Chaouen is a dry city (little to no alcohol) and Hotel Parador is your only choice in the event you'd like to indulge in some. The hotel is one of the largest and most central in city, so it's pretty hard to miss. Stop in for some beer, spirits or a few very basic cocktails.
Where to Stay
Even though the accommodations are not as vast and varied as what you would find in larger cities, we experienced some lovely and quaint riads during our stay. Our first night was spent at Casa Perleta which was just so adorable and located in an ideal area of the medina for us. It was quiet, had an amazing terrace with beautiful views of the city and because it wasn't too far from the medina entrance, we didn't struggle to carry our bags far. We then switched over to Riad Cherifa, after deciding that we needed more space - and I am SO GLAD we did. The decor there was beyond stunning, had access to a lovely pool (that tbh we didn't even use) and were spoiled with some of the best breakfasts I had during my entire stay in Morocco. It's located a stone's throw away from Perleta, which was perfect as we wanted to continue staying in this area of the medina.
Another great place to stay (especially if you want to have a hammam/spa experience) is Lina Ryad.
Things to Do
Get lost in the medina. While I haven't been to every medina in Morocco, I feel certain in assuming that Chefchaouen has the most beautiful and interesting one in the country. How could it not be, with its narrow winding streets painted in the most beautiful vibrant blue hues? Compared to other larger cities, the medina here is relatively small, so even if you get lost (that's part of the fun) you can easily find your way out. Walk aimlessly throughout the city, meet the people, and of course photograph the visual feast that exists on every corner.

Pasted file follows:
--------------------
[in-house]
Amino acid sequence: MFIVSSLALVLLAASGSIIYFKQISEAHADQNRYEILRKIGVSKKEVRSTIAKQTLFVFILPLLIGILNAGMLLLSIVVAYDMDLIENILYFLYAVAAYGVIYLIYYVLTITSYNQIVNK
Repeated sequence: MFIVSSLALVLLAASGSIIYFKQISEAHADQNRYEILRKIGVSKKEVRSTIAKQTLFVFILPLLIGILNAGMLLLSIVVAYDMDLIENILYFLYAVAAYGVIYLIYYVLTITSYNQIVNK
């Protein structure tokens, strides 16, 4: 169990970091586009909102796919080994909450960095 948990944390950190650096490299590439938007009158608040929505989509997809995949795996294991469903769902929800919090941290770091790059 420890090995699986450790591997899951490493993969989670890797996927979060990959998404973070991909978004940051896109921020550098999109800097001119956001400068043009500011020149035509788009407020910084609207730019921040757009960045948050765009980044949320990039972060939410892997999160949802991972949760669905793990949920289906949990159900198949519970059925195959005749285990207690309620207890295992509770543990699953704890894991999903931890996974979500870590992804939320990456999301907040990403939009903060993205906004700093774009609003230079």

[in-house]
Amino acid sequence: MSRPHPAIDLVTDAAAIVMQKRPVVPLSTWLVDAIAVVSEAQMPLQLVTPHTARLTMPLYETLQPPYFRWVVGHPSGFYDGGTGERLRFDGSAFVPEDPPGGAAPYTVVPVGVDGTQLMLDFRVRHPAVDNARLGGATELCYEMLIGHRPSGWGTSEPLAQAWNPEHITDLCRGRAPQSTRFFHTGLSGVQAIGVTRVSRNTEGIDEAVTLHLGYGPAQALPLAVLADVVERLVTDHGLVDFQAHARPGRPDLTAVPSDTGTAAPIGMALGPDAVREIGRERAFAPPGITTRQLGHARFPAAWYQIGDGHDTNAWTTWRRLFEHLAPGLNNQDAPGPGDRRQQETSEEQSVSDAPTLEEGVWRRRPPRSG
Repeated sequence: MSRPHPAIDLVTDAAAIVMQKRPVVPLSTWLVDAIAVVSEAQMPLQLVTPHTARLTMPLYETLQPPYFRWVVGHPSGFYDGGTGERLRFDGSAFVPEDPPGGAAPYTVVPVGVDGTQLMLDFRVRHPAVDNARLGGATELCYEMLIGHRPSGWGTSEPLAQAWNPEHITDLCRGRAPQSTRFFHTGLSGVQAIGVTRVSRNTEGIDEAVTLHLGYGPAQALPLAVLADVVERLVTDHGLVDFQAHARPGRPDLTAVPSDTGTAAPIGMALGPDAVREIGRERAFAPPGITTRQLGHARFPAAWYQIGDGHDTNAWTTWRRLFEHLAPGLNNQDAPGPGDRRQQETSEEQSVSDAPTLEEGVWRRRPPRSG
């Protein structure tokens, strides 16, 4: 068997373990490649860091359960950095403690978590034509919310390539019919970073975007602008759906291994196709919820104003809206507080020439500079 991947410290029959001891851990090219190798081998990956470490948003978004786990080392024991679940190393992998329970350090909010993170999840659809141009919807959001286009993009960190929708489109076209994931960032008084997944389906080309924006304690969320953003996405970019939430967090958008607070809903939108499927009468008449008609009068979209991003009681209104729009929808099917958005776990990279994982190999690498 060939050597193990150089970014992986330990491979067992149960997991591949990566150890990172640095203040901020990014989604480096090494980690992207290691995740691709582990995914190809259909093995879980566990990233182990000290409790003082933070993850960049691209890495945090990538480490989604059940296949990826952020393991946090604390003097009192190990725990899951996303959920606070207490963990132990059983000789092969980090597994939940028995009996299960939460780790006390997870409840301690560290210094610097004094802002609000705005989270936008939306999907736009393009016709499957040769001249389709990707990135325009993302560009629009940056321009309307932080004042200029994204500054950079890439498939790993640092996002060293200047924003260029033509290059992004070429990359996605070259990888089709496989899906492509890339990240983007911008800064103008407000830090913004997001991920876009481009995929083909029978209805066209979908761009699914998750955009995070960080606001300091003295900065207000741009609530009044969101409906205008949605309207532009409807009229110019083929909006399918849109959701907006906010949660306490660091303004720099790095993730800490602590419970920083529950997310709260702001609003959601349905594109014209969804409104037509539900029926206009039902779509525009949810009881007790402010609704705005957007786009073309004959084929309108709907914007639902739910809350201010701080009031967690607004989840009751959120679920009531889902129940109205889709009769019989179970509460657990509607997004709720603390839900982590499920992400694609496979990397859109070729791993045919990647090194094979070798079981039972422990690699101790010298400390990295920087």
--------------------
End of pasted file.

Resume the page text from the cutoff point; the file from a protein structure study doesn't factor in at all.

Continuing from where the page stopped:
Watch the sunset from the Spanish Mosque. Once you're back in Chefchaouen, be sure to take another quick hike up from the main town to the lookout point.
Day trip to Akchour: Don't miss out on spending the day in this area, which is just a 45 minute drive away from Chefchaouen. Get there early in the day (it's mostly visited by traveling Moroccans) and spend the day jumping into the waterfalls and hiking the trails. We packed a picnic for ourselves, but there was really no need because there are several local restaurants and stations where you can get a snack before or after the 2 hours hike to the largest waterfall.
Much like everything else in Chefchaouen, the souks here were far less intense than other parts of the city I had visited. The stalls were much smaller and it felt like each item was very high in quality, where I felt like I had to sift through loads of cheap items in Marrakech to find quality goods I really loved. While you can get everything from ceramics, leather bags, woven totes & tablecloths, wool hoodies, and of course powder paint, my favorite goods to buy were the amazing fragrances and stop handmade soaps at La Botica de la Abuela Aladdin.
Photography by yours truly and Nils Kaiser